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Posts Tagged ‘chelina odbert’

When a do-gooder from the nonprofit Kounkuey Design Initiative told poor farmworkers at a California trailer park she wanted to work with them to build a place to relax and play, they didn’t think much would come of it.

Patricia Leigh Brown writes at the NY Times why the community is happy to have been proved wrong.

“When Chelina Odbert, the 36-year-old co-founder of the nonprofit Kounkuey Design Initiative, based in Los Angeles, showed up two years ago and asked residents to propose ideas for a park that they might design and build collaboratively, most assumed she was yet another do-gooder bearing ‘muchas promesas’ that would come to naught.

“And yet, after more than a year of drawing, debating, hauling rocks and waiting out bureaucratic delays, the residents had a fiesta recently to celebrate the opening of the park, a public space built out of railroad ties and other simple materials. It has a playground, a community garden, an outdoor stage and a shade structure where neighbors can gather and gossip even on 110-plus-degree days.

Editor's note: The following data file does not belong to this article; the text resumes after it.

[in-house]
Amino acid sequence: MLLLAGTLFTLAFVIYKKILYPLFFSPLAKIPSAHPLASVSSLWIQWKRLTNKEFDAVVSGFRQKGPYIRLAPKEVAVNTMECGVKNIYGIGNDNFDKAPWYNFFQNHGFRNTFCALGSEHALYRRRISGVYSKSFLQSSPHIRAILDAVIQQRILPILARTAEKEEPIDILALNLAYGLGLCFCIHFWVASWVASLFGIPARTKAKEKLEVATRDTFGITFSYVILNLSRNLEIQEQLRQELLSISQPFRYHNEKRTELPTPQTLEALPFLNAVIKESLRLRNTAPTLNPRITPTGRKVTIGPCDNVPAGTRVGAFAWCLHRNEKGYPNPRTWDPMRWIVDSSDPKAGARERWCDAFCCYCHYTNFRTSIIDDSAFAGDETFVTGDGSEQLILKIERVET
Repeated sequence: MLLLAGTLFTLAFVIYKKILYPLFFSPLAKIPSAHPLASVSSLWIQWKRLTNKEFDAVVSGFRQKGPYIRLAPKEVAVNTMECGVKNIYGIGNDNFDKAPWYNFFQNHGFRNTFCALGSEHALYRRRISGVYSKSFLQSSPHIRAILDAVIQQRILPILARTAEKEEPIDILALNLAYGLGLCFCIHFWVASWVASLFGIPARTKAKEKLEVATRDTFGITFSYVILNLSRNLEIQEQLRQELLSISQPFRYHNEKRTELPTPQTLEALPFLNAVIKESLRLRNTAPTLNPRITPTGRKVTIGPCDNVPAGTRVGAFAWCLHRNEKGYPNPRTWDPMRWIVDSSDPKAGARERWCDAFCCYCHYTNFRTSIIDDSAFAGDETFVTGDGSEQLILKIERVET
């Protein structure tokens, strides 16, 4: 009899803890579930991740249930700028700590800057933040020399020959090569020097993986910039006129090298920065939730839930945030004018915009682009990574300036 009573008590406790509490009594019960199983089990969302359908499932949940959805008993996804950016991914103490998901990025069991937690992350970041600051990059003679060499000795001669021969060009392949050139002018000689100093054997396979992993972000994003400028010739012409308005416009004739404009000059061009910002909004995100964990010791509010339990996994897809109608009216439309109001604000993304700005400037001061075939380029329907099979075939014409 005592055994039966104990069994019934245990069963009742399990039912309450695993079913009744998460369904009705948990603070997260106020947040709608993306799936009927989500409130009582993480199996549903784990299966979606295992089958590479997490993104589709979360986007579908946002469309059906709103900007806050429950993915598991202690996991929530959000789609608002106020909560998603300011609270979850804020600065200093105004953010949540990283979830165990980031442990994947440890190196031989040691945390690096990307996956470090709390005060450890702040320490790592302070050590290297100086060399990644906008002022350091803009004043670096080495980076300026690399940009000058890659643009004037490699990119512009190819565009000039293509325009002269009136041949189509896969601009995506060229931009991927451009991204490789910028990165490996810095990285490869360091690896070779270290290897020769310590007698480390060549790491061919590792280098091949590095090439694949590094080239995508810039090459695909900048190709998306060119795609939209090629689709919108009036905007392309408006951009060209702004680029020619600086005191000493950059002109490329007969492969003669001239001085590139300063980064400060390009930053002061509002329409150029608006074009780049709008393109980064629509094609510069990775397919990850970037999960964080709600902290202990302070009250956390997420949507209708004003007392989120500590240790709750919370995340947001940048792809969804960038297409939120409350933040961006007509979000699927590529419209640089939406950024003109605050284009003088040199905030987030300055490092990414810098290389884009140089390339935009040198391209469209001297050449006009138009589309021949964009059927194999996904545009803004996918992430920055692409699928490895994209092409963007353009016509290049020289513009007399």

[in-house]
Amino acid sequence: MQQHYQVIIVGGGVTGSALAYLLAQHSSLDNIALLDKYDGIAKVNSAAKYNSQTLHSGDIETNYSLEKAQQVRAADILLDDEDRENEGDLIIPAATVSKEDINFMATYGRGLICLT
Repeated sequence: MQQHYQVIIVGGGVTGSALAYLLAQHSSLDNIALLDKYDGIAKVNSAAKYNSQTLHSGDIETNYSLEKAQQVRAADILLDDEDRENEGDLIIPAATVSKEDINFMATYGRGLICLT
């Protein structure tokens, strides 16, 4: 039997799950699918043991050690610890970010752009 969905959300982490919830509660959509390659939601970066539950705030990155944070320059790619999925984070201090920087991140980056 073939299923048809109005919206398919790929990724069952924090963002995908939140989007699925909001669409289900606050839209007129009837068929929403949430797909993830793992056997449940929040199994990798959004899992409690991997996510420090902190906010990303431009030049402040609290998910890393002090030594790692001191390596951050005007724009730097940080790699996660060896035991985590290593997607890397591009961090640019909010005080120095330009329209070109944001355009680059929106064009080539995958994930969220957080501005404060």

“The park, which doubles as a zócalo, or traditional town square, exemplifies a new phase for both Kounkuey (KDI for short) and the field of public-interest design, which tries to put design tools into the hands of neighbors who can create local change. …

“Alberto Arredondo, 51, lives across from the garden and has become its keeper. … Before, he said, he would come home after a day in the fields picking grapes and collapse on the sofa. The park, he added, has ‘de-stressed the women.’

“His theory was borne out by Rosa Prado, whose commitment to the park never wavered. ‘It helps with depression,’ she said. ‘You go out your door, and you see a lady in the park and sit next to her.’ She added, ‘Then a few minutes later, you forget what you’re worried about.’ ”

More here.

Photo: Monica Almeida/The New York Times
Residents of all ages turn out for the opening of a new public space, by the Kounkuey Design Initiative, in St. Anthony’s Trailer Park, home to farmworkers east of Palm Springs, Calif. 

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